the cause of his suffering but fittie loss in

the plain.—It was then necessary to make a

disposition to attack the formidable position |

which he had taken up. Brigadier-general

Fane's riflemen were already in the noun

tains on his right, and no time was lost in attacking the different passes, as well to support the riflemen as to defeat the enemy completely.—The Portuguese infantry were ordered to move up a pass on the right of the whole; the light companies of maj. gen. Hill's brigade and the 5th regiment moved up a pass next on the right ; and the

29th regiment, supported by the 9th under big gen. Nightigie, a third pass; and

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ese passes were all difficult of

occess, and some of them were well defend

to by the enemy, particularly that which was attacked by the 29ta and 9th. These regiments attacked with the greatest impetuonly, and reached the enemy before those whose attacks were to be made on their *uks: the defence of the enemy was des

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perate, and it was in this attack principally that we sustained the loss which we have to lament, particularly of that gallant officer, the hon, lieut. col Lake, who distinguished himself upon this occasion.—The enemy, was, however, driven from all the positions he had taken in the passes of the mountains, and our troops were advanced in the plains on their tops. For a conside able length of time the 29th and oth regiments alone were advanced to this point, with brig. gen Fane's riflemen at a distance on the left, and they were afterwards supported by the 5th regiment, and by the light companies of maj. gen. Hill's brigade, which had come up on their right; and by the other troops ordered to ascend the mountains, who came up by degrees. The enemy here made three most gallant attacks upon the 29th and 9th regiments, supposed, as I have above stated, with a view to cover the retreat of his defeated army; in all of which he was, however, repulsed; but he succeeded in effecting his retreat in good order, owing, principally, to my want of cavalry, and secondly, to the difficulty of bringing up the passes of the mountains with celerity, a sufficient number of troops, and of cannon, to support those which had first ascended. The loss of the enemy has, however, been very great; and he left three pieces of cannon in our hands. –I cannot sufficiently applaud the conduct of the troops throughout this action. The enemy's positions were formidable, and he took them up with his usual ability and celerity, and defended them most gallantly. But I must observe, that although we had such a superiority of num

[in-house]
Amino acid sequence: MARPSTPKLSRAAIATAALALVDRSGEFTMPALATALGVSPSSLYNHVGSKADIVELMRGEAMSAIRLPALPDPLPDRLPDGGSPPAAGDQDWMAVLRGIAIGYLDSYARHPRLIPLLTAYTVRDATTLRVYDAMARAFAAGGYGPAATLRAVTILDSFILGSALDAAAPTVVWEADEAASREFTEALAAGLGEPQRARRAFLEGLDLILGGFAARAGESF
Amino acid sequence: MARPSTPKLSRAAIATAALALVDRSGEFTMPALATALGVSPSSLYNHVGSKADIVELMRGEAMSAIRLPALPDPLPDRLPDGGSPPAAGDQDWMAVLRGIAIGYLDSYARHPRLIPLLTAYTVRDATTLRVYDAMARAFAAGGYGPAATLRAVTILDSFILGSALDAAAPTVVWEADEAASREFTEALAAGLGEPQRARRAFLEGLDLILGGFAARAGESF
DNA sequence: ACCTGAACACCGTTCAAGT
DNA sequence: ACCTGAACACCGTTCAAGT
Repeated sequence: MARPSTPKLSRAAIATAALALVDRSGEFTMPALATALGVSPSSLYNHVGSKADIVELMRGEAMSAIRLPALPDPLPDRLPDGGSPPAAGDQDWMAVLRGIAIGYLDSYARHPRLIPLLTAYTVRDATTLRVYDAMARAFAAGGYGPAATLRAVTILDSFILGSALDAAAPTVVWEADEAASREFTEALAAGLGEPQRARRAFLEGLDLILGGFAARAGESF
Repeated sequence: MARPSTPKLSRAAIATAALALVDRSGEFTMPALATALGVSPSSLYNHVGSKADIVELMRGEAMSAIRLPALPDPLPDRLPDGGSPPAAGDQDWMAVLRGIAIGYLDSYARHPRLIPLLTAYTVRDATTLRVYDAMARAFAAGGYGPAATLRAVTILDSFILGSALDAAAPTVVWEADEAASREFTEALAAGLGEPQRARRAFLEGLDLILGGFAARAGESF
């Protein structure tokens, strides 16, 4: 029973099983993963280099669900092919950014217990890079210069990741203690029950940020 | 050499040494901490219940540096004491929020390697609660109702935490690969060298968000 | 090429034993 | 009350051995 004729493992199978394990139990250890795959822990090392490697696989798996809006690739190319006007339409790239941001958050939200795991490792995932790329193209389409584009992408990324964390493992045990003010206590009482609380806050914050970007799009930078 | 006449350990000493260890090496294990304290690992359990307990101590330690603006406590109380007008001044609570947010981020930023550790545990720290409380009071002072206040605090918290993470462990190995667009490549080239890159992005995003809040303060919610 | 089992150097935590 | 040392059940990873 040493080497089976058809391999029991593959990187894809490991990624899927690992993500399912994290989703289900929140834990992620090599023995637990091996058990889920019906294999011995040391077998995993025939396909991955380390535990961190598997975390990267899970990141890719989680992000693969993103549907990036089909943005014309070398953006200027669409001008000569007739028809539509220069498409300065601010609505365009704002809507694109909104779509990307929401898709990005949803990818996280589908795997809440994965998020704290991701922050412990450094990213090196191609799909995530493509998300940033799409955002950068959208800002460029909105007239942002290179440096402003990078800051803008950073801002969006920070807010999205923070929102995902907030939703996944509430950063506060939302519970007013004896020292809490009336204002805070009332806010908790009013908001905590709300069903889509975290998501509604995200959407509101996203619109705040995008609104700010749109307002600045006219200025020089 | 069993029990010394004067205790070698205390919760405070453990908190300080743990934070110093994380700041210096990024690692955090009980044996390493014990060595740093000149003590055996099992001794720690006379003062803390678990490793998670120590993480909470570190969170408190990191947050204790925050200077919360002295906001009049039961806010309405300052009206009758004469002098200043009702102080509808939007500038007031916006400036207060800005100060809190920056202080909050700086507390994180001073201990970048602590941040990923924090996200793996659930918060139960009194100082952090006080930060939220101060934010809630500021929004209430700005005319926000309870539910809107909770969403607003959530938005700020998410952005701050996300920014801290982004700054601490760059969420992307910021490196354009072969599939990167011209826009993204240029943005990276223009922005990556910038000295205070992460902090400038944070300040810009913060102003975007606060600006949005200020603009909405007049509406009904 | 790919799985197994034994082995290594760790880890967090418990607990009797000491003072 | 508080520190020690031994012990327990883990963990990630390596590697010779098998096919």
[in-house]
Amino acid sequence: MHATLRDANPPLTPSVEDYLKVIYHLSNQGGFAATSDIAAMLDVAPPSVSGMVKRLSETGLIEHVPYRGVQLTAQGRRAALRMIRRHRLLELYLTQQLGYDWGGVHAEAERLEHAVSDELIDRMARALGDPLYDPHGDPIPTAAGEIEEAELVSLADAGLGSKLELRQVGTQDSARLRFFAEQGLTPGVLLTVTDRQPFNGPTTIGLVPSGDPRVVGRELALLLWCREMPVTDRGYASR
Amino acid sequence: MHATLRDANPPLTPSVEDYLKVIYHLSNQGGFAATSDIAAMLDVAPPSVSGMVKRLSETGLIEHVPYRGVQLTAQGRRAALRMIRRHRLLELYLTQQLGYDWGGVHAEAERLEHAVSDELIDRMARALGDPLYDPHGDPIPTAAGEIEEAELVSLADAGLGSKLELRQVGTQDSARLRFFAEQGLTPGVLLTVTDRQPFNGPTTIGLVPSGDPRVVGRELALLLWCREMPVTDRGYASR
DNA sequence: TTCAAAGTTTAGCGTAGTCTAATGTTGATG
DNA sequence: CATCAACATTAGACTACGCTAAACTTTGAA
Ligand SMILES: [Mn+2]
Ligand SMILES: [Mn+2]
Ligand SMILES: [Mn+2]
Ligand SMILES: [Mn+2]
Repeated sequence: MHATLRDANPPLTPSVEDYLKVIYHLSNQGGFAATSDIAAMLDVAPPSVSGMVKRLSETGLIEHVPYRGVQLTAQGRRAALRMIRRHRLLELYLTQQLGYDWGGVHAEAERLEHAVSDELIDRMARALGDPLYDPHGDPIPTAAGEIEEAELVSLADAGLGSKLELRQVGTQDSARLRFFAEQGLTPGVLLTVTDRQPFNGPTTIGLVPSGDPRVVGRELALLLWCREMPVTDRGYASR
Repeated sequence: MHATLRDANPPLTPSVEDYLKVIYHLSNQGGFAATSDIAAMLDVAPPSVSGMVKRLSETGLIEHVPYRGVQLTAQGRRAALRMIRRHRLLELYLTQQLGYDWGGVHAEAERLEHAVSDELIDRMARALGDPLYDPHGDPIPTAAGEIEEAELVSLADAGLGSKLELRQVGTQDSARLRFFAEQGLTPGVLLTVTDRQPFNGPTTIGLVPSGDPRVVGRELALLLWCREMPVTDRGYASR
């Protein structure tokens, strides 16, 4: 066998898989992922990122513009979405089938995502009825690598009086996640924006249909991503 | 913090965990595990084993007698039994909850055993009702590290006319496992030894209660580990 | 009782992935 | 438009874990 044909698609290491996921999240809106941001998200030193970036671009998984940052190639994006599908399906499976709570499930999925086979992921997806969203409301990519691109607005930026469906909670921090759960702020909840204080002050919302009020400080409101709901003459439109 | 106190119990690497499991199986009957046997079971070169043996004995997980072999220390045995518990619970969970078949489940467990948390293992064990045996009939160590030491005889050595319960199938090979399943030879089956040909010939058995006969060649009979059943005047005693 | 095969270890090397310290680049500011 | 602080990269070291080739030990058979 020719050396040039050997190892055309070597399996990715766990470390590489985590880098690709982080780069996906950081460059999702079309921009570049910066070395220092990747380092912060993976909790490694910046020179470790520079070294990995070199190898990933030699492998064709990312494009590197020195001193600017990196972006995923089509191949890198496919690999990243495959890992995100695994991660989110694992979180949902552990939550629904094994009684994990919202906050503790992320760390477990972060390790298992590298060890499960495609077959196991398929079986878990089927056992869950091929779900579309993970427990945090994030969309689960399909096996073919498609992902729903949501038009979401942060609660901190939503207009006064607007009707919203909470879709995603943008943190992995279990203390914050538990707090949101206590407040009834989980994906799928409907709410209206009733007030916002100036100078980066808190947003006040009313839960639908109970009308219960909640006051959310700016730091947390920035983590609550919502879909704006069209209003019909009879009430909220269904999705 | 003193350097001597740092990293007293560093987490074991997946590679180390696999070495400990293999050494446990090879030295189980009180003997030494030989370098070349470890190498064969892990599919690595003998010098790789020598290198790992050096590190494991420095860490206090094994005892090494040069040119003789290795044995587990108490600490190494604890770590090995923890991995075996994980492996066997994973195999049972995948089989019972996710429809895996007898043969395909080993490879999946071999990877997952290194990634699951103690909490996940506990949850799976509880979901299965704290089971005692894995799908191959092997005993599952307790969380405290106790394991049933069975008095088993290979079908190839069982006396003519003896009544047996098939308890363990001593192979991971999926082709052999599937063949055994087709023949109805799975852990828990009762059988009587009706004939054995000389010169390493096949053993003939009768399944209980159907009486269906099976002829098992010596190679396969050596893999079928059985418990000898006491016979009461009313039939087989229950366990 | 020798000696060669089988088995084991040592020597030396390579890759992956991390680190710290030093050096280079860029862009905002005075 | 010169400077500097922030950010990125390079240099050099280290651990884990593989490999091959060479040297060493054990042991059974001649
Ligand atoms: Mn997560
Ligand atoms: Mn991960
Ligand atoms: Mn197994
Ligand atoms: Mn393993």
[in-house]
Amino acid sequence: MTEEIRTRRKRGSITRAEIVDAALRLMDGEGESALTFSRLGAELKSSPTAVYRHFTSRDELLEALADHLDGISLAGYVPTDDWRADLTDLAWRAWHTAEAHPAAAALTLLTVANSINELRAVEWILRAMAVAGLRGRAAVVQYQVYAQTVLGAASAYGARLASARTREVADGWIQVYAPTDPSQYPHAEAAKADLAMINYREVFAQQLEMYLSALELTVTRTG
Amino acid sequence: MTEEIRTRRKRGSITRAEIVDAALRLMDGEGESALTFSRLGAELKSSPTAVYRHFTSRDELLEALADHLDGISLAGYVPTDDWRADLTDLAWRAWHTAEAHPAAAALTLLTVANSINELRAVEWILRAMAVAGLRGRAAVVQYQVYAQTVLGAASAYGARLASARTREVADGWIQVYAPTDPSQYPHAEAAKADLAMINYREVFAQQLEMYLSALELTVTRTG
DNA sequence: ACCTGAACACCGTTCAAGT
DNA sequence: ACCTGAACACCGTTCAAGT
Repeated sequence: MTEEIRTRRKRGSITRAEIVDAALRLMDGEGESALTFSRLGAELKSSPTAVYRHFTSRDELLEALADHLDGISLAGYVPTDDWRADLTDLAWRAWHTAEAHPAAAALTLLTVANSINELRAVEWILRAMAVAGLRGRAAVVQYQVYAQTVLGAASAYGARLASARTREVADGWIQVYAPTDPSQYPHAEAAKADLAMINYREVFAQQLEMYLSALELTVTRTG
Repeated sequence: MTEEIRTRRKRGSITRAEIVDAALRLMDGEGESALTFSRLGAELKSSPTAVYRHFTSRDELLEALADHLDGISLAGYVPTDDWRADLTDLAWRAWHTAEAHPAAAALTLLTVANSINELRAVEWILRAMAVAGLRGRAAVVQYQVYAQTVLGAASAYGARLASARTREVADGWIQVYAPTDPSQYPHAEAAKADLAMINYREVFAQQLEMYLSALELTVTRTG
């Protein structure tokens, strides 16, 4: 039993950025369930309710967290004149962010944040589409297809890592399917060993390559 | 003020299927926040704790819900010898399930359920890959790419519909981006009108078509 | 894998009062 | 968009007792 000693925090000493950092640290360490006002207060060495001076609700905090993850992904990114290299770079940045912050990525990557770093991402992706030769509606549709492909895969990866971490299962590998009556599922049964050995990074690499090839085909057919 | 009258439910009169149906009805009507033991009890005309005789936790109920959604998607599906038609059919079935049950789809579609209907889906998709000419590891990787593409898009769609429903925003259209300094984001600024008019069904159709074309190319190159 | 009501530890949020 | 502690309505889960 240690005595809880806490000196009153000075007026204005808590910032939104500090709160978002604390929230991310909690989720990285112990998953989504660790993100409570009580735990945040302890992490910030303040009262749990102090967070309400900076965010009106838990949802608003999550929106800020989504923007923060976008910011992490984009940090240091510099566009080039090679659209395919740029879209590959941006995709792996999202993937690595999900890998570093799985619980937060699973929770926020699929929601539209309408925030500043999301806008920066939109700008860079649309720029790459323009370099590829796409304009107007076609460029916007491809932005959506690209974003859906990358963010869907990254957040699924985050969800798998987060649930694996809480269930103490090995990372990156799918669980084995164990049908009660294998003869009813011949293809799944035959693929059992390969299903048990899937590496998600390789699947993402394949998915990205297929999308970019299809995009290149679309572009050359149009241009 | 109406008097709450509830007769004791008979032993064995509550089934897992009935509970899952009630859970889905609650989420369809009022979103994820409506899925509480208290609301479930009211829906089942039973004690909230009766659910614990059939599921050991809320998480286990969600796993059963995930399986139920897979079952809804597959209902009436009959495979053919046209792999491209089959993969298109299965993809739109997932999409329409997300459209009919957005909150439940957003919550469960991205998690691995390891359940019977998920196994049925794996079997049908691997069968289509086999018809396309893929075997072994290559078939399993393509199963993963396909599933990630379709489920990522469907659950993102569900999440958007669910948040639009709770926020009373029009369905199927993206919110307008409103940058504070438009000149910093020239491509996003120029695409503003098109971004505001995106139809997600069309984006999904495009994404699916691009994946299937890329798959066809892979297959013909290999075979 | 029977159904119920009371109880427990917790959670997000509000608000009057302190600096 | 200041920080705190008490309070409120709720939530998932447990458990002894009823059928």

| bers employed in the operations of this day,

the troops actually engaged in the heat of

, the action were, from unavoidable circum

stances, only the 5th, 9th, 29th, the riflemen of the 95th and 00th, and the flank companies of maj. gen. Hill's brigade,

being a number by no means equal to that